Thomas called one witness to testify, a person with whom her daughter had gone to school. The witness testified that she never saw Thomas on the scene. She testified that she heard kids crying and screaming and heard one child say, “I don't want my mommy to go to jail.” The witness testified that when Thomas's daughter asked a police officer whether she could call someone to come pick up the children, the officer told her, “[N]o, not until you write this.” The witness testified that the officer just kept telling Thomas's daughter to “write” or he would call DFCS to pick up the children.
The officer testified that he did not threaten Thomas's daughter to write the statement, he did not promise her that she would not be charged if she wrote the statement, and he did not offer her any hope of benefit to write the statement.
Thomas did not testify. At the end of the hearing, the trial court ruled: “All right. I'm going to find in the case and totality of the circumstances that the false name statement of Ms. Sara Thomas and the Mirandized statement come in. As to [Thomas's daughter], we find that the—that the oral statement comes in, but the written statement is out.”
A custodial statement is admissible only if it was made voluntarily, without being induced by another by the slightest hope of benefit or remotest fear of injury. To determine whether the state has proven that a confession was made voluntarily, the trial court must consider the totality of the circumstances. The trial court sits as the factfinder in a Jackson–Denno hearing, and its resolution of factual issues will be upheld by the appellate court unless it is clearly erroneous.3
“The ‘remotest fear of injury’ that renders an incriminating statement involuntary and inadmissible under OCGA § 24–3–50 is ‘physical or mental torture’ or coercion by threats. This determination must be based on the totality of the circumstances.”4 “If there is a conflict as to whether or not a statement, admission, or confession was made freely and voluntarily, that question then becomes one of fact for determination by the jury, provided a prima facie showing is made by the state that such statement was made freely and voluntarily and without hope of benefit or fear of injury.”5 “On appeal, we accept the trial court's findings on disputed facts and credibility of witnesses unless clearly erroneous, but independently apply the legal principles to the facts.”6
A review of the transcript of the Jackson–Denno hearing shows that Thomas presented no evidence which would authorize a finding that her custodial statement was inadmissible for the reasons she contends. Thomas argues that her custodial statement was not voluntarily made and that she was induced to make it by fear of being taken to jail. But the evidence showed that when Thomas made the statement at issue she was in police custody and had been arrested for giving the police officer a false name. Thus, contrary to her assertions, any fear of being taken to jail could not have induced her custodial statement.7 Moreover, “[w]hether or not [Thomas] had been formally charged with the crime[s] for which [s]he was tried at the time h[er] statement[ ] w[as] taken would not affect [its] admissibility or voluntary character, but was simply a circumstance to be taken into consideration by the jury in weighing such statements․”8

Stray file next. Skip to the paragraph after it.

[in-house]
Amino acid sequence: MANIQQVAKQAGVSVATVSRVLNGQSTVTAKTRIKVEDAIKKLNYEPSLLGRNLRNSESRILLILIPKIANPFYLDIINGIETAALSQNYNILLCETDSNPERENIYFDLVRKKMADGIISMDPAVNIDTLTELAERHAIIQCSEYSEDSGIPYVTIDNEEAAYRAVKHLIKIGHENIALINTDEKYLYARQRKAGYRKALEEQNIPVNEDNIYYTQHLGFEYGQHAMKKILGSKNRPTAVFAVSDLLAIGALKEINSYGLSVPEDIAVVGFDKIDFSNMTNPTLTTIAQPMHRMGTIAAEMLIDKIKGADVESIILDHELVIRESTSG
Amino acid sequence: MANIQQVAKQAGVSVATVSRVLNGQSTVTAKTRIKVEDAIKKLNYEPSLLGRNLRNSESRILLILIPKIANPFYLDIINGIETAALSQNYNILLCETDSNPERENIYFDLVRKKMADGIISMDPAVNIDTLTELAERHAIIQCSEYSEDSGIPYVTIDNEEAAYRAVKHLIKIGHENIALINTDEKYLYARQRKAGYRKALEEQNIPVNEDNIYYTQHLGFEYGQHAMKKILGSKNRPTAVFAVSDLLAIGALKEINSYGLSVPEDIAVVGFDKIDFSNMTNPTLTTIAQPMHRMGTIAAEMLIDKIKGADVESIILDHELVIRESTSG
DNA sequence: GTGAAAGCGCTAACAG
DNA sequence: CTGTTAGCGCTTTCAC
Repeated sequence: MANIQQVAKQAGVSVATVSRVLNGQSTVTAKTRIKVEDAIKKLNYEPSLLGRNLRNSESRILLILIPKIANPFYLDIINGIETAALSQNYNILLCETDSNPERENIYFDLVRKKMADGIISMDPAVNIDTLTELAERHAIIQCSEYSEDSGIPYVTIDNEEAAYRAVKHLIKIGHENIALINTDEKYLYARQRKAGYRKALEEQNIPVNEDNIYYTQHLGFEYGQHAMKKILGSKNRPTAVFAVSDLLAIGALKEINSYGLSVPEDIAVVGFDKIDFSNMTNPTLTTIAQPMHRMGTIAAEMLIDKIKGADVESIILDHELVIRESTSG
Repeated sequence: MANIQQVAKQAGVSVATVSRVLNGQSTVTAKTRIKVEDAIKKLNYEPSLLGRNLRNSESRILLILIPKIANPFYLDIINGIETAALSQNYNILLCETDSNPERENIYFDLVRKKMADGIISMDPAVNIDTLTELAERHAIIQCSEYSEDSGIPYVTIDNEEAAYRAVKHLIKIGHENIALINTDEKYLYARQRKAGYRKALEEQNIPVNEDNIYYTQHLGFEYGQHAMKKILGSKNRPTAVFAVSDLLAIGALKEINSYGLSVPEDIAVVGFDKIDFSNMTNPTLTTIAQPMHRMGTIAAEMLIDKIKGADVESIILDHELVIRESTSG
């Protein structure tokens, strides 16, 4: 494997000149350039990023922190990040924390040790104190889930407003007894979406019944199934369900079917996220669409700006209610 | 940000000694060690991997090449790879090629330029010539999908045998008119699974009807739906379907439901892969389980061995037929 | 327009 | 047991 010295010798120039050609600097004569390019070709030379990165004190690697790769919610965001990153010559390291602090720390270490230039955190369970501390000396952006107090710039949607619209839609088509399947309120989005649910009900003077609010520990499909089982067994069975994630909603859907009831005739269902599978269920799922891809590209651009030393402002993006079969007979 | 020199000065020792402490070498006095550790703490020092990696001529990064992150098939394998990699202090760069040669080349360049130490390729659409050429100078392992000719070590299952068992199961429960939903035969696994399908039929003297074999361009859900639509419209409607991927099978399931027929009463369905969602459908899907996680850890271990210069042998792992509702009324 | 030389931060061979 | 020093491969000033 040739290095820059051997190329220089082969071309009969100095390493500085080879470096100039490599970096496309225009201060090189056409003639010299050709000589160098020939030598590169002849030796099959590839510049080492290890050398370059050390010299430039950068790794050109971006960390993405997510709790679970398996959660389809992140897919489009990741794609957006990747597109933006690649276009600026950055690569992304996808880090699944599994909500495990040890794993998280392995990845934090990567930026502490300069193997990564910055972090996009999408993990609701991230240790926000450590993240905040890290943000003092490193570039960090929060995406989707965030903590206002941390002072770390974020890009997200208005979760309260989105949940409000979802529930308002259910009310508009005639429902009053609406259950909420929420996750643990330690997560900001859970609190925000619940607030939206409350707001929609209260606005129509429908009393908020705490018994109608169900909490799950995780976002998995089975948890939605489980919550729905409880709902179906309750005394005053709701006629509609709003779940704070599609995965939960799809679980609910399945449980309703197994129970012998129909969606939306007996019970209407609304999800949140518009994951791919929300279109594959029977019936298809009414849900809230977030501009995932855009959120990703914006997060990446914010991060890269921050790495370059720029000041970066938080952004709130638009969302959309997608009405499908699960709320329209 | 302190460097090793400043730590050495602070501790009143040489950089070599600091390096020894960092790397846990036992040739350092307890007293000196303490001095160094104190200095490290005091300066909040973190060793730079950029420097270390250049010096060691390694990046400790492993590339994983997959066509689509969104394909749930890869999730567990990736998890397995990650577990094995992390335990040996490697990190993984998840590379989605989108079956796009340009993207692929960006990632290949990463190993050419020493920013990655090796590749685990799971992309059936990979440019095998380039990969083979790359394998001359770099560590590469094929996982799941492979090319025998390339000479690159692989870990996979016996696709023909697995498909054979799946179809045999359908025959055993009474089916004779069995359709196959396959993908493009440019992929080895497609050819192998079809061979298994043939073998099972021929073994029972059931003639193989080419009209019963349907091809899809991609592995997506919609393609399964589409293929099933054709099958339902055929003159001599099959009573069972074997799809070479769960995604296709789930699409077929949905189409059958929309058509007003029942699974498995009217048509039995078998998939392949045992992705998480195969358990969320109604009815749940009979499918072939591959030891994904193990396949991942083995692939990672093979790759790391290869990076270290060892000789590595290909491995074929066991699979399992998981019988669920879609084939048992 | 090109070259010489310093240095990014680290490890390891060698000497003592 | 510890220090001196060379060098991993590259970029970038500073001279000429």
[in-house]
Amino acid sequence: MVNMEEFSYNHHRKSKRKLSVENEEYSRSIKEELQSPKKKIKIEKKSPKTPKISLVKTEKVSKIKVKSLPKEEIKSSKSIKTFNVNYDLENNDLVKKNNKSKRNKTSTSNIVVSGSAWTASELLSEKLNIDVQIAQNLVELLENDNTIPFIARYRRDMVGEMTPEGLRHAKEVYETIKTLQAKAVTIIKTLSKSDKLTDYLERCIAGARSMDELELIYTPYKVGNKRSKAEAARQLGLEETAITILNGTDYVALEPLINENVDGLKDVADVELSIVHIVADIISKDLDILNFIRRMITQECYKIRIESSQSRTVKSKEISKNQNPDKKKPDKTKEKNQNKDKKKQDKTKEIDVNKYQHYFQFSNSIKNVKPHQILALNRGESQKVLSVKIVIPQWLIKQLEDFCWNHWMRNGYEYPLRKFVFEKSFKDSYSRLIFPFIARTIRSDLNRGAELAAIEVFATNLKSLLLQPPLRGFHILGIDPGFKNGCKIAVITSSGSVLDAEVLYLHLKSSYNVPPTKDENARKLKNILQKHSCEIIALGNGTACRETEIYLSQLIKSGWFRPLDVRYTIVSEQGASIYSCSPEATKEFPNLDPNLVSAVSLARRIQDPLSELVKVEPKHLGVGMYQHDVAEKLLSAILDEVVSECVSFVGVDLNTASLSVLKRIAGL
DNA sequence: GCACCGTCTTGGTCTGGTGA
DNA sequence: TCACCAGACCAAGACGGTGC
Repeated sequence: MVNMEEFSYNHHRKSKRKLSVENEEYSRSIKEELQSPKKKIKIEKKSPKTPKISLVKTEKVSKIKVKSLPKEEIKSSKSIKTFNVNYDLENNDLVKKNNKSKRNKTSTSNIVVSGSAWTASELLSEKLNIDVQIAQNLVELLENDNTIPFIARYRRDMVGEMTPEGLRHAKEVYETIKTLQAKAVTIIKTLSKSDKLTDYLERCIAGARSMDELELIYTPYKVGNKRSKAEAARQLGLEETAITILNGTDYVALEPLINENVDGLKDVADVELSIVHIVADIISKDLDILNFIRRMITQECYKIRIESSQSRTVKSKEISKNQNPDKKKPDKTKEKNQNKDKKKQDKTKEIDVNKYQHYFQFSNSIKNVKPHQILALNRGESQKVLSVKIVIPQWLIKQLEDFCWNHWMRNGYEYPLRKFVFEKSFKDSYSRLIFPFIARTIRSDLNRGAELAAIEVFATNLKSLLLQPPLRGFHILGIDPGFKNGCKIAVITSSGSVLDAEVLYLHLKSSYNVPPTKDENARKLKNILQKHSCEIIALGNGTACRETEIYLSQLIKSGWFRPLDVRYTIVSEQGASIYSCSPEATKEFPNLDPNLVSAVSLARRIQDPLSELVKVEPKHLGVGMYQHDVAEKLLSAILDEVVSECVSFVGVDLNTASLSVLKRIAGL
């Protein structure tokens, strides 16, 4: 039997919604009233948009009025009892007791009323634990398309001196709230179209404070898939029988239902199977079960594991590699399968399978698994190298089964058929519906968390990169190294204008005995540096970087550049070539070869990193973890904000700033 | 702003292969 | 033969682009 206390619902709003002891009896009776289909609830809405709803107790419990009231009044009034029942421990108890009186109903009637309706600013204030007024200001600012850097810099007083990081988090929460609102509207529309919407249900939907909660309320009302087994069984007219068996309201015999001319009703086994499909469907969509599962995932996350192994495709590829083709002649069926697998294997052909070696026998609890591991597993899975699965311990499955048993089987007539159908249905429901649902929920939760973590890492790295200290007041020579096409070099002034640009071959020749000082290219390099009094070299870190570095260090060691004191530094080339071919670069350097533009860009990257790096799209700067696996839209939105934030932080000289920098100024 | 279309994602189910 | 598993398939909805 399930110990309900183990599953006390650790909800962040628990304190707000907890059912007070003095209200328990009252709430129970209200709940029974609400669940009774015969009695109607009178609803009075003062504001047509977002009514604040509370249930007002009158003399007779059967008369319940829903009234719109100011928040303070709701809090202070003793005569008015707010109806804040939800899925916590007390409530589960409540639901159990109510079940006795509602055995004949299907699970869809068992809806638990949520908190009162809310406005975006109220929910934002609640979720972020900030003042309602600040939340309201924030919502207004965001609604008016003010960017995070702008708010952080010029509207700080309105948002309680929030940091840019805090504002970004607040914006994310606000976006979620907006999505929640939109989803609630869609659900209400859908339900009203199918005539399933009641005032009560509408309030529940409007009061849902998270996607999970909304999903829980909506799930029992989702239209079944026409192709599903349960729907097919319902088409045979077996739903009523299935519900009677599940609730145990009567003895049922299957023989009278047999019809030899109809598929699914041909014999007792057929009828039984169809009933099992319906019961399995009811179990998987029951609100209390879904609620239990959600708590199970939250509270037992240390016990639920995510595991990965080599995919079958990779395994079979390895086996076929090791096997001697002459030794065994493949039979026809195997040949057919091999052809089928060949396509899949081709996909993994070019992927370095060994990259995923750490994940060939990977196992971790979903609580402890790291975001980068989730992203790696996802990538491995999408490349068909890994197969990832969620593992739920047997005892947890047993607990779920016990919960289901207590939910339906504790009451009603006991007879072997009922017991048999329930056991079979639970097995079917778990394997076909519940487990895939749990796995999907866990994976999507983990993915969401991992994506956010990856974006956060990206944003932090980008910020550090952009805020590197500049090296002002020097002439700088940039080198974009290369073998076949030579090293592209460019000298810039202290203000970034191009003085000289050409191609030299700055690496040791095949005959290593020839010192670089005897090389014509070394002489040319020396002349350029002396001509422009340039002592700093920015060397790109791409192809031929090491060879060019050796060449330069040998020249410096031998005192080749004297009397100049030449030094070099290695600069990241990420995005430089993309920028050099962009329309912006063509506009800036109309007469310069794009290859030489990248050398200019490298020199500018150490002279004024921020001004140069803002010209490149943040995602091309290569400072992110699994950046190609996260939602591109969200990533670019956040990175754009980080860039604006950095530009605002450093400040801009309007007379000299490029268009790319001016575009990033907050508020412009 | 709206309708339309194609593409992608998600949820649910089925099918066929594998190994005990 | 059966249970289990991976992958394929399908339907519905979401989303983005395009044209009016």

Concerning Thomas's argument that her custodial statement was not voluntarily made and that she was induced to make it by fear of her daughter being taken to jail and her grandchildren being removed from the scene by DFCS agents, Thomas was confined in a police vehicle 15 yards away when the arresting officer later allegedly made threatening statements to her daughter, not to Thomas.9 And in any event, there was no evidence that Thomas heard any officer state that he was considering taking her daughter to jail or that he would have representatives from DFCS pick up the grandchildren if the daughter did not issue a written statement of confession.
Notably, Thomas does not argue that the officer coerced her daughter into making her oral statement, which the daughter had given before the written statement and which the trial court did not suppress. The evidence showed that by the time of the “coercive environment” of which Thomas complains she had already made her statement.10 There was no evidence that Thomas's custodial statement was induced by fear that her daughter would be arrested or that her grandchildren would be placed in the custody of DFCS.11 The trial court was authorized to find that Thomas freely and voluntarily gave a statement after she knowingly waived her Miranda rights.12
PHIPPS, Presiding Judge.
ELLINGTON, C.J., and DILLARD, J., concur.